DC may be trailing Marvel irrecoverably in establishing a Cinematic Universe, but they’re in better health when it comes to bringing theit characters to TV. Arrow, which has been steadily entertaining and far more reliable than the erratic Agents of Shield, has started its third season with the confidence to kill a very popular leadng character in its first episode, whilst also sparing time for a mini-crossover with DC’s second attempt to create a series centred upon The Flash. And, unlike its predecessor, twenty-five years ago, and like but unlike Arrow, this Flash works and works wonderfully well.
You see, the thing about the Flash in the comics, the Barry Allen version that ran from 1956 to 1985 and was revived in 2008, was that it was Fun! with a capital F. When your superpower is the utterly primal one of Speed, of being able to run *fast!*, how could it be otherwise? Blessed with one of the best origins ever – a lightning bolt on a stormy night shatters a rack of chemicals, spilling an unpredictable, incalculable mix of electrified chemicals over Barry Allen and granting his Superspeed – Barry was not driven by trauma, guilt, revenge or anything. He had this wow power, he’d worshipped the comic book Flash as a kid, he could do what he almost wanted to do and help people.
That’s what this new series gets right, immediately and gloriously. Barry’s speed is fun, and he loves running. That’s why it’s going to work.
Of course, there’s one more vitally important aspect to this. One of the major reasons the 1990 Flash didn’t work was the special effects. And the budget, but mainly the special effects. Speed is incredibly difficult to make convincing onscreen: wasn’t the only part of the SFX in Christopher Reeve’s first Superman that looked ludicrous the bit where young Clerk outraces a speeding locomotive?
The 1990 Flash was a victim of effects too ineffective that nevertheless swallowed up too much of the show’s budget, giving it no chance to compete on other levels. Though the two episodes starring Mark Hamill having a whale of a time going OTT as The Trickster (complete with costumed sidekick Prank, in the extremely nice shape of Corinne Bohrer in the second) showed what could be done, the series stood little chance of convincing.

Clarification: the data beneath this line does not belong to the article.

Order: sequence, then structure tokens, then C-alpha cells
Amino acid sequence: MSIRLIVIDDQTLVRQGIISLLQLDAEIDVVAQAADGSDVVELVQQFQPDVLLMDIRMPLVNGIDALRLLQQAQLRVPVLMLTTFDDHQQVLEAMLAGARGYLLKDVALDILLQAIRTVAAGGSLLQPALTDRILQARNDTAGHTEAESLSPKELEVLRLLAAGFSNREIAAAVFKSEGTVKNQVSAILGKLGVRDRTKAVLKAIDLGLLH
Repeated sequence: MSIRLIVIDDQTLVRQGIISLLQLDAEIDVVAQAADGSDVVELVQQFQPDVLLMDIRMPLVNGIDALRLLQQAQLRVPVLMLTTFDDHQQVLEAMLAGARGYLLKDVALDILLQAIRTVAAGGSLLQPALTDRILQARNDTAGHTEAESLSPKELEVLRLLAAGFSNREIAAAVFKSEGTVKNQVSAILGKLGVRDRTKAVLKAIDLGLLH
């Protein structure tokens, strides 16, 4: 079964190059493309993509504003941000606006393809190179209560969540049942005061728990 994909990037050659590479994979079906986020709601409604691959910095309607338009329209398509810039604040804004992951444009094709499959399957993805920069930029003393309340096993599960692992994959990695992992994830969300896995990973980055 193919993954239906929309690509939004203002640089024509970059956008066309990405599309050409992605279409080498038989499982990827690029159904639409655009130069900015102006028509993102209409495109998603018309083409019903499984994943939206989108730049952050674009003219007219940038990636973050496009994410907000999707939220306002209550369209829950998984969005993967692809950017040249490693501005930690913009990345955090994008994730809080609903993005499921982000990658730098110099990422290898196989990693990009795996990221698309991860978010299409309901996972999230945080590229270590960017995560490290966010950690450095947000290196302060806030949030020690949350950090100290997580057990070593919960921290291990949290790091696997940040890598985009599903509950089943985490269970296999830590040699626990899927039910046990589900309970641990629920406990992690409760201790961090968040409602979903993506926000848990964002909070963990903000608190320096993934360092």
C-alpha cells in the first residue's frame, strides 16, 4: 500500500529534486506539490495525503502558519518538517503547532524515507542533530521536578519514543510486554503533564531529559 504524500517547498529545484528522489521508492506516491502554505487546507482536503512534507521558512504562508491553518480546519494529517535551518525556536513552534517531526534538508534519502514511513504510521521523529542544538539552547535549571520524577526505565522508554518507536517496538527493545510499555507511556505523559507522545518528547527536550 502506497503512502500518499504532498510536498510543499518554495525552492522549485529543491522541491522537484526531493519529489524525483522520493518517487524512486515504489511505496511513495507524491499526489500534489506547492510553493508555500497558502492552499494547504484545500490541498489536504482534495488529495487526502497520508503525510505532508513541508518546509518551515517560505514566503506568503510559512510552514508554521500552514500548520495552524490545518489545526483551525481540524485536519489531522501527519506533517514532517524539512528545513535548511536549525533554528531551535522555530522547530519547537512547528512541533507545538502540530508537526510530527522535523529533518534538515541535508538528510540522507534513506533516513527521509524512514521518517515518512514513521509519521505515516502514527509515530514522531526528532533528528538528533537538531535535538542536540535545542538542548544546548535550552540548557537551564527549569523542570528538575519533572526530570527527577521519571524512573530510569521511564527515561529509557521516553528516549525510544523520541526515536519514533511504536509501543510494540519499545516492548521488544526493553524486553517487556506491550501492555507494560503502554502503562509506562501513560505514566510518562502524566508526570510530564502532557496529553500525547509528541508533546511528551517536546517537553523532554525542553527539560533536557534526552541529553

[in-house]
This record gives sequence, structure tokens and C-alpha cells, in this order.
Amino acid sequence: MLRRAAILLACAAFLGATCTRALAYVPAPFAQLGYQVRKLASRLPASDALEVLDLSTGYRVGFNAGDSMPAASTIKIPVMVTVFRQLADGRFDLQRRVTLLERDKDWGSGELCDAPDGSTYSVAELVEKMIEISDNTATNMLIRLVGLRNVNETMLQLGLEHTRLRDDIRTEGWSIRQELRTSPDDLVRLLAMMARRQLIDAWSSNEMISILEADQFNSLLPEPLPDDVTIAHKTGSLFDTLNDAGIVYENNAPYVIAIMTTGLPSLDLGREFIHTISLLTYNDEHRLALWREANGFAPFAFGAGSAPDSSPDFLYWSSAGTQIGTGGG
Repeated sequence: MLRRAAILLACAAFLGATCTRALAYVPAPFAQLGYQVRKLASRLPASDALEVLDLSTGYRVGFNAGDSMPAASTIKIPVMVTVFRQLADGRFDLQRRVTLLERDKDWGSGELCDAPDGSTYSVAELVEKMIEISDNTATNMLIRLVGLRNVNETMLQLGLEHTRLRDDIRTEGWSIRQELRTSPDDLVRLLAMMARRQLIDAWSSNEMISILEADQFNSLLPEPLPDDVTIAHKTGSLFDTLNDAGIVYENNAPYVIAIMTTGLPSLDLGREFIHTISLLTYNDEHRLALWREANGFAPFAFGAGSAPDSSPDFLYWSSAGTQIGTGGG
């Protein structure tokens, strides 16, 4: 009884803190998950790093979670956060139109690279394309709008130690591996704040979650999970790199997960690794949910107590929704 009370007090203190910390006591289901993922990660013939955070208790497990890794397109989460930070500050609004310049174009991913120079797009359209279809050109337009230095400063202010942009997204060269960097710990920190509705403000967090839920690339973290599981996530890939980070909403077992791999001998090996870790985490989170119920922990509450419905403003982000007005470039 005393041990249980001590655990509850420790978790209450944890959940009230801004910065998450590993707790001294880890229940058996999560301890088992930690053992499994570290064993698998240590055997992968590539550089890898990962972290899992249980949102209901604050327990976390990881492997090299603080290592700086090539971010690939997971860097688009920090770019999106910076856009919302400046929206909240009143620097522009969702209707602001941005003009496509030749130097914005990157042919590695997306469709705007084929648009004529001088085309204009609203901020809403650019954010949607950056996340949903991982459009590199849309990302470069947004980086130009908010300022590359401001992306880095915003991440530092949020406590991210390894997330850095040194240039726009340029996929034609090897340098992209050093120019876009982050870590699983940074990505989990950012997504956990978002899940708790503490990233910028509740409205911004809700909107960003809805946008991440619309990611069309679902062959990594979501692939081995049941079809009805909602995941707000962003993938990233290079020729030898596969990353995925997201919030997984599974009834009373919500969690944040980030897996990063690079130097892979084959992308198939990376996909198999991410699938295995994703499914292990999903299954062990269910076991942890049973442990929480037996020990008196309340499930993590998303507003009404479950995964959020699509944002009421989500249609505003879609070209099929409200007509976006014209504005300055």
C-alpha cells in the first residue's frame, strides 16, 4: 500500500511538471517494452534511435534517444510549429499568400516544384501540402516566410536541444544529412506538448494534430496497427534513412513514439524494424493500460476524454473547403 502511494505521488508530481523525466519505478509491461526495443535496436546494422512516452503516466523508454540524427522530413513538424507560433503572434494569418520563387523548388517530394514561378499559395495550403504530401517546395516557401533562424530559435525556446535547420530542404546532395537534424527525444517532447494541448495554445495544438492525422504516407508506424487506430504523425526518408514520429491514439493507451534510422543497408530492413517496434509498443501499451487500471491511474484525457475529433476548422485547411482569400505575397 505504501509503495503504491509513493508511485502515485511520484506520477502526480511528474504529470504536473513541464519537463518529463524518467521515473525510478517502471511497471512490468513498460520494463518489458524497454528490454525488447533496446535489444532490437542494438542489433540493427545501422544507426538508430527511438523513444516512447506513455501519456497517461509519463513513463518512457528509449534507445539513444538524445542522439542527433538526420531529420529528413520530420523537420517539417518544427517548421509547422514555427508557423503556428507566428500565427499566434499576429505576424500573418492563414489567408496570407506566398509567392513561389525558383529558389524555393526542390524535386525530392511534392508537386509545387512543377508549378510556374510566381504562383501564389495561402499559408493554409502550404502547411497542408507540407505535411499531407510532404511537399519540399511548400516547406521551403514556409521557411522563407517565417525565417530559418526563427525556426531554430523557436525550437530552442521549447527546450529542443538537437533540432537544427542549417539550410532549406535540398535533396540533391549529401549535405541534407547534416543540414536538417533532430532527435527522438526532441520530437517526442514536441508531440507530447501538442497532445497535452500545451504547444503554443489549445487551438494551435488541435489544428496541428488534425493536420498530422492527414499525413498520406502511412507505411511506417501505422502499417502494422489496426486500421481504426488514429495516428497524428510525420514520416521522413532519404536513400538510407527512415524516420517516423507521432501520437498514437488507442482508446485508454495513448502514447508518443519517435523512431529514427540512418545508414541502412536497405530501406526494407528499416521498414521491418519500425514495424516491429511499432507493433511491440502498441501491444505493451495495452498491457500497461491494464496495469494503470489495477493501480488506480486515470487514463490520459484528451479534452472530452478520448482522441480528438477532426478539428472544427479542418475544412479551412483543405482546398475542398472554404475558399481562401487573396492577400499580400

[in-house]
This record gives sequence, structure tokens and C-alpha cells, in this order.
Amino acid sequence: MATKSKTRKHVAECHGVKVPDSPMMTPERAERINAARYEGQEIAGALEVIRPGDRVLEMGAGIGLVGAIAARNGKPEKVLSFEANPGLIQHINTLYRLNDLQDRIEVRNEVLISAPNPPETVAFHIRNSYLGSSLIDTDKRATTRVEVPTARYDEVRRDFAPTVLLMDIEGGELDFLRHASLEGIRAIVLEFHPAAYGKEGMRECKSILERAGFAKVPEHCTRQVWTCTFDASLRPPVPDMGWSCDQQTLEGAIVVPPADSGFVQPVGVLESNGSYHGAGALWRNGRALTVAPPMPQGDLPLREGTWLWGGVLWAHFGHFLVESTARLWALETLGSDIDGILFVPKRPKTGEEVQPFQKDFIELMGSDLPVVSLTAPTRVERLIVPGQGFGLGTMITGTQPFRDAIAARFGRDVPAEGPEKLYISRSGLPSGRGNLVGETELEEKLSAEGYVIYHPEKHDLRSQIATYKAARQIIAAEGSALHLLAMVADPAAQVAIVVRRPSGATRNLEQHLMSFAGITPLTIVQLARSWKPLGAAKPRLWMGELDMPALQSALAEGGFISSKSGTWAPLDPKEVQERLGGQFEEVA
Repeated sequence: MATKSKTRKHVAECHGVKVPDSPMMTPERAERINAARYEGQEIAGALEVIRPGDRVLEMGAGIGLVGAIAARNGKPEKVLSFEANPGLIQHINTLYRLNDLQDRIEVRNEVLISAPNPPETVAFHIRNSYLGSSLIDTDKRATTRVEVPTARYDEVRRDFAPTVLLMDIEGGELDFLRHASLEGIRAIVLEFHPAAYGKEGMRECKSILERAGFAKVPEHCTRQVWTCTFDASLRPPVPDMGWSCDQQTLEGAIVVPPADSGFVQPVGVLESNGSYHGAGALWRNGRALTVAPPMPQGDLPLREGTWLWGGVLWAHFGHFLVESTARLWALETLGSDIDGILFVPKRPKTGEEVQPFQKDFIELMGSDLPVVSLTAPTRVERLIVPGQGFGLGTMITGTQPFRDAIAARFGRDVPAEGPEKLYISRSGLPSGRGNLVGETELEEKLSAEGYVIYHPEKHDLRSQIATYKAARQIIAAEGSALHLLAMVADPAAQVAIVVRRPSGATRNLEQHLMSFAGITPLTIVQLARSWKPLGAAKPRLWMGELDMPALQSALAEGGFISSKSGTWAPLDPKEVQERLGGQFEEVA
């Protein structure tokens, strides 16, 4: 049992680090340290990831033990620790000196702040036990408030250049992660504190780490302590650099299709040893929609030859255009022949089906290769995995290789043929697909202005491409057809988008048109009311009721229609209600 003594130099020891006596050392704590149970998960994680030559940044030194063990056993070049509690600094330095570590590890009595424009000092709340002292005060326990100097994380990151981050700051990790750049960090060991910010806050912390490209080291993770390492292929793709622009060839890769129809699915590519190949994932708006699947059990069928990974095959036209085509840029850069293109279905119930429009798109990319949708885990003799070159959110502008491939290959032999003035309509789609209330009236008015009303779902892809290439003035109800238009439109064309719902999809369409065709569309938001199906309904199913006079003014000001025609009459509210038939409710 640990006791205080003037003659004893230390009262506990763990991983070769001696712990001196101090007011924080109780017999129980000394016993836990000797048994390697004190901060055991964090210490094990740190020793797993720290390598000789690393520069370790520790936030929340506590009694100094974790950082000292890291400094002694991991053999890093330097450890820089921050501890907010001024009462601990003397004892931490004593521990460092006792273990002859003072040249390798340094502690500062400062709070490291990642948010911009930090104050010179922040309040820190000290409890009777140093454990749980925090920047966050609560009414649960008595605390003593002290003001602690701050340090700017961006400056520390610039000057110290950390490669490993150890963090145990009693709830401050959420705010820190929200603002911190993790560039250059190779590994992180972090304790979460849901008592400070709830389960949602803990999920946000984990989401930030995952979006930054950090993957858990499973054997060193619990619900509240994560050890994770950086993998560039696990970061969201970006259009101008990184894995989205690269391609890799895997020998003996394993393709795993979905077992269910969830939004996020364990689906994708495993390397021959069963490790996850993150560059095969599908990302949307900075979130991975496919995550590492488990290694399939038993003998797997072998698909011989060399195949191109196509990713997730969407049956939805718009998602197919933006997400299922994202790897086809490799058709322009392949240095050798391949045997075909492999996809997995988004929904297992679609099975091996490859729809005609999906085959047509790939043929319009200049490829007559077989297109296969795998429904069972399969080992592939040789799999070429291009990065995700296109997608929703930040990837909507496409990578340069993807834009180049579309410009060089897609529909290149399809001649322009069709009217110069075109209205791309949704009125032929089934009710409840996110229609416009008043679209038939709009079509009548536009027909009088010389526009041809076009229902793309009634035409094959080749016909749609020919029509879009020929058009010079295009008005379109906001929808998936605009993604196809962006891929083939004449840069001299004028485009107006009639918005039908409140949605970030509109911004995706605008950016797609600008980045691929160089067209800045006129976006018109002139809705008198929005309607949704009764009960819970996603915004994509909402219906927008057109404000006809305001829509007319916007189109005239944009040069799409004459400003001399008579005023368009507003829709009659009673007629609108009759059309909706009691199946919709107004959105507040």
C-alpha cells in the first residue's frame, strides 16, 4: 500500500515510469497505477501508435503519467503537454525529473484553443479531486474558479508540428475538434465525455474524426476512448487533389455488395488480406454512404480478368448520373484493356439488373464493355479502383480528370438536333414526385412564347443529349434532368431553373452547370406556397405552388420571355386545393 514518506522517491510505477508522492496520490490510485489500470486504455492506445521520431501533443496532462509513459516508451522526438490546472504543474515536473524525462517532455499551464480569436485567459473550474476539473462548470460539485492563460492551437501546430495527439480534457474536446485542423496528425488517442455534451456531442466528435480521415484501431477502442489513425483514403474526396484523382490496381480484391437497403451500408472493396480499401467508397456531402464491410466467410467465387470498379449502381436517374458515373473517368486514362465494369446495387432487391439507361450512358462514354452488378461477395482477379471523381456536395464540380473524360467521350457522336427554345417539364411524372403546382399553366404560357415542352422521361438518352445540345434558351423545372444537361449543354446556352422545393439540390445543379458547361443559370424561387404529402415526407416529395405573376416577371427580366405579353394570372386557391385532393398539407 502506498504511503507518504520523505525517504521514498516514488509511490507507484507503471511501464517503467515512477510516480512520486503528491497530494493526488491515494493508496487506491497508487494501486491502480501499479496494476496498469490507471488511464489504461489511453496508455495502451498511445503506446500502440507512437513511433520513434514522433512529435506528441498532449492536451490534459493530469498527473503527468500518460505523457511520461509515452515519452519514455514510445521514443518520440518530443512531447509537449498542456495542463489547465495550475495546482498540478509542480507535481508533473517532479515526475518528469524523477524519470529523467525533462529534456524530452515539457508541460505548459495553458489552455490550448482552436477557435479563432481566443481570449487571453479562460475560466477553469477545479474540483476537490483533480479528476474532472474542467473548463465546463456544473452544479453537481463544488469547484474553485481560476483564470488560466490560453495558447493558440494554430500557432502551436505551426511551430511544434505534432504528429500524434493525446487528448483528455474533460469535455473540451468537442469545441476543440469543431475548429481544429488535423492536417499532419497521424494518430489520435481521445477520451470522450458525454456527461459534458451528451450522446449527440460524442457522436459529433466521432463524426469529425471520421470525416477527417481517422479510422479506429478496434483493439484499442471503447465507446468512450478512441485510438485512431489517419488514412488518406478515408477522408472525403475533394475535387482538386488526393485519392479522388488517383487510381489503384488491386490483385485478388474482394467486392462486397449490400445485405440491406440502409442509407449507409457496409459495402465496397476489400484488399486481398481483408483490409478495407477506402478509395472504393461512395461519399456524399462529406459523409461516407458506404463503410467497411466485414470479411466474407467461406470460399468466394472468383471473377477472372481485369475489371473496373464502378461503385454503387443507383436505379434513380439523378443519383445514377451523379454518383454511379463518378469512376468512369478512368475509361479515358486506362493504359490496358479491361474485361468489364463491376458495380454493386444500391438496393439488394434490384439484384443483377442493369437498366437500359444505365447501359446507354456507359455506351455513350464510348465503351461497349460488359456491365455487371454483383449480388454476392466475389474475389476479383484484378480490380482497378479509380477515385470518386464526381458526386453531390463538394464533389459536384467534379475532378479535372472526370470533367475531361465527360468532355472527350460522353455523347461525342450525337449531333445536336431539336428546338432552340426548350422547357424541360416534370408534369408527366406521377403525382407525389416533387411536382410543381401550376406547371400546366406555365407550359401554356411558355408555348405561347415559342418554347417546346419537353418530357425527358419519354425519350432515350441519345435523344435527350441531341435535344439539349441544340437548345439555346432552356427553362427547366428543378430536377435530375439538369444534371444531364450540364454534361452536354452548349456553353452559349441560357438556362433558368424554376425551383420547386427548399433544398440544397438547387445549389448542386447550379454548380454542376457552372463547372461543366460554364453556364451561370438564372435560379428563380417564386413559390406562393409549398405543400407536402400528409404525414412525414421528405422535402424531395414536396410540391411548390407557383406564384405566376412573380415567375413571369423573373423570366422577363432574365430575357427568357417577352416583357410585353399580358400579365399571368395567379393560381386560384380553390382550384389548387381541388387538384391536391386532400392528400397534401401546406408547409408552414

Twenty four years later, CGI is much more effective, though the close-ups on Grant Gustin when he’s actually running do still mar the illusion. Still and all, on the first episode alone, this looks like it can cut it.
It’s a good pilot. Central City is less a character in this than Arrow‘s Starling City, but much more of the action takes place in daylight. There’s an essential lightness overall that contrasts very well with Arrow‘s tension, and whilst the latter started with Oliver Queen alone in on the secret of the Hood, The Flash goes to the opposite extreme with a whole team of scientists knowing Barry Allen’s secret identity, not to mention his surrogate father, Detective Joe West. That’s the direction the series looks to be taking: The Flash is an out in the open hero, welcomed by his city.
As for Flash mythology, there’s plenty of it to see. We have the Weather Wizard in the pilot, a torn apart cage with the nameplate Grodd, Iris West as Barry’s virtual sister, and Detective Eddie Thawne as the guy she loves. And we’ve the promise that the EMP that created Barry’s powers also did lots of supery things to lots of metahumans, offering the promise of fun to c0me!
My only reservation about the series is that as Geoff Johns – a very influential writer at DC, with whose work I do not entirely get along – involved, we have to have Barry’s reboot 2008 origin in which Barry is driven by the trauma of his mother being killed and his father convited and imprisoned for her murder: Barry is convinced hie Dad is innocent and determined to one day prove it.
On the one hand, it’s a nice way to involve John Wesley Shipp, the 1990 Flash, as Henry Allen, but on the other the story’s crap, and the flashback we were shown of it makes far too little effort to conceal the inevitability of it being the Reverse-Flash (aka Eobard – or maybe Eddie? – Thawne…) having travelled back in time. If we’re going to have to suffer with this, could we at least have this washed out in the first season, please?
What intrigues me more is the ending to the pilot. During the pisode, Barry spends nine months in a coma, as established in season 2 of Arrow. He wakes to find himself being studied in the remnants of Star Labs, where the particle accelerator malfunctioned, causing the lightning. The small team studying him is led by genius scientist Harrison Wells, who life has been ruined by the particle accelerator incident. He has lost his company, his friends, his reputation, and is confined to a wheelchair for life. Aiding the Flash is an obvious way to repay and rehabilitate.
Except that, in the closing seconds, he manouevres his electric wheelchair into a concealed room, stands up and walks towards a lone console.
I am seriously looking forward to finding more out about this.